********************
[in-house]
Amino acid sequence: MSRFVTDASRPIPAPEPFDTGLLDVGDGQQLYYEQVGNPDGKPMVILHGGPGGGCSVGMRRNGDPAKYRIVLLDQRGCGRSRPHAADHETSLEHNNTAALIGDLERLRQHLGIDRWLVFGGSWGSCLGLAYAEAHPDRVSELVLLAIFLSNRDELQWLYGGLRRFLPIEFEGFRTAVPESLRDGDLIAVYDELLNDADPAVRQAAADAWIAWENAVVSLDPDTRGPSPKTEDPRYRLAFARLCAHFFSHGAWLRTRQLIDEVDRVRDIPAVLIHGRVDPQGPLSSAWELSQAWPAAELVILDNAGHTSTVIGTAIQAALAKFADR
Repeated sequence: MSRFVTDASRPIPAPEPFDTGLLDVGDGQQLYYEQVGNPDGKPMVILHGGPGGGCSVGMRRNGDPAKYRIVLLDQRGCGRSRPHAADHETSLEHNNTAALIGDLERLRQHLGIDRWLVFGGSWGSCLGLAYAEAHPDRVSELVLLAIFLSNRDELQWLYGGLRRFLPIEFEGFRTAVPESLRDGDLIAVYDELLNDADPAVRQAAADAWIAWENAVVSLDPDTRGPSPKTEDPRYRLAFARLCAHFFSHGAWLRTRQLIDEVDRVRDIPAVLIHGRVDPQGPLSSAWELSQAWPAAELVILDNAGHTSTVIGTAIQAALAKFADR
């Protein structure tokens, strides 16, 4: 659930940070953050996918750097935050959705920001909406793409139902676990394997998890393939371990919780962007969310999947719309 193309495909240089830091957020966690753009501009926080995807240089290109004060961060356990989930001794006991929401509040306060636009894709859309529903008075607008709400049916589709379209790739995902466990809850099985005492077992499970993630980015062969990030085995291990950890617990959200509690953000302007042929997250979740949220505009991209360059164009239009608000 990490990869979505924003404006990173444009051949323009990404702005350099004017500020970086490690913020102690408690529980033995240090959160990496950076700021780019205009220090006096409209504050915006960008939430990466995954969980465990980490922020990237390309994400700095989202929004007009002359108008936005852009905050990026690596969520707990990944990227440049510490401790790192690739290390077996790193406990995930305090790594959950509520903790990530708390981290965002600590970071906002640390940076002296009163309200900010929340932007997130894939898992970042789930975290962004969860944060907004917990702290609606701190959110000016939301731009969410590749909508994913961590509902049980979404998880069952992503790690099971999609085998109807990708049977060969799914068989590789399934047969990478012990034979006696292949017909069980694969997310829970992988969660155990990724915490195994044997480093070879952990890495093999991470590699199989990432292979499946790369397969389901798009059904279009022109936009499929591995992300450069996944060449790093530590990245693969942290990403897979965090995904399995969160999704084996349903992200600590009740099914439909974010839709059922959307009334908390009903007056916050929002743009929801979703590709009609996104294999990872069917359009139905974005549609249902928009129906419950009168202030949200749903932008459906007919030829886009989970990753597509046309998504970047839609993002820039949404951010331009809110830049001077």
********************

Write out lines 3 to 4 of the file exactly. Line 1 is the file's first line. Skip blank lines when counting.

Repeated sequence: MSRFVTDASRPIPAPEPFDTGLLDVGDGQQLYYEQVGNPDGKPMVILHGGPGGGCSVGMRRNGDPAKYRIVLLDQRGCGRSRPHAADHETSLEHNNTAALIGDLERLRQHLGIDRWLVFGGSWGSCLGLAYAEAHPDRVSELVLLAIFLSNRDELQWLYGGLRRFLPIEFEGFRTAVPESLRDGDLIAVYDELLNDADPAVRQAAADAWIAWENAVVSLDPDTRGPSPKTEDPRYRLAFARLCAHFFSHGAWLRTRQLIDEVDRVRDIPAVLIHGRVDPQGPLSSAWELSQAWPAAELVILDNAGHTSTVIGTAIQAALAKFADR
């Protein structure tokens, strides 16, 4: 659930940070953050996918750097935050959705920001909406793409139902676990394997998890393939371990919780962007969310999947719309 193309495909240089830091957020966690753009501009926080995807240089290109004060961060356990989930001794006991929401509040306060636009894709859309529903008075607008709400049916589709379209790739995902466990809850099985005492077992499970993630980015062969990030085995291990950890617990959200509690953000302007042929997250979740949220505009991209360059164009239009608000 990490990869979505924003404006990173444009051949323009990404702005350099004017500020970086490690913020102690408690529980033995240090959160990496950076700021780019205009220090006096409209504050915006960008939430990466995954969980465990980490922020990237390309994400700095989202929004007009002359108008936005852009905050990026690596969520707990990944990227440049510490401790790192690739290390077996790193406990995930305090790594959950509520903790990530708390981290965002600590970071906002640390940076002296009163309200900010929340932007997130894939898992970042789930975290962004969860944060907004917990702290609606701190959110000016939301731009969410590749909508994913961590509902049980979404998880069952992503790690099971999609085998109807990708049977060969799914068989590789399934047969990478012990034979006696292949017909069980694969997310829970992988969660155990990724915490195994044997480093070879952990890495093999991470590699199989990432292979499946790369397969389901798009059904279009022109936009499929591995992300450069996944060449790093530590990245693969942290990403897979965090995904399995969160999704084996349903992200600590009740099914439909974010839709059922959307009334908390009903007056916050929002743009929801979703590709009609996104294999990872069917359009139905974005549609249902928009129906419950009168202030949200749903932008459906007919030829886009989970990753597509046309998504970047839609993002820039949404951010331009809110830049001077």